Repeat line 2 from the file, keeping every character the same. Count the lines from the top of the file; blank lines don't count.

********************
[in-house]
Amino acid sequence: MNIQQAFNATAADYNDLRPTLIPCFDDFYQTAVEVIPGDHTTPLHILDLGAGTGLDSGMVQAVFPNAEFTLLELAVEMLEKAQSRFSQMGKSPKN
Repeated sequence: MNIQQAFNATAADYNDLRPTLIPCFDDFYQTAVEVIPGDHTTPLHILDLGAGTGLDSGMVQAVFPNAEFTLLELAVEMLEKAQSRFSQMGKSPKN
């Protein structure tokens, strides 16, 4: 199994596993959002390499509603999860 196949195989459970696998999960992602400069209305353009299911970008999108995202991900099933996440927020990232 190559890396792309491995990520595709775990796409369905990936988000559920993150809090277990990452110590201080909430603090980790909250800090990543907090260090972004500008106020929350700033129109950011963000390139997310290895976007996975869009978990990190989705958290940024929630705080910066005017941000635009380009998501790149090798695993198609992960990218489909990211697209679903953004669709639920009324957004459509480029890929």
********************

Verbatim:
Amino acid sequence: MNIQQAFNATAADYNDLRPTLIPCFDDFYQTAVEVIPGDHTTPLHILDLGAGTGLDSGMVQAVFPNAEFTLLELAVEMLEKAQSRFSQMGKSPKN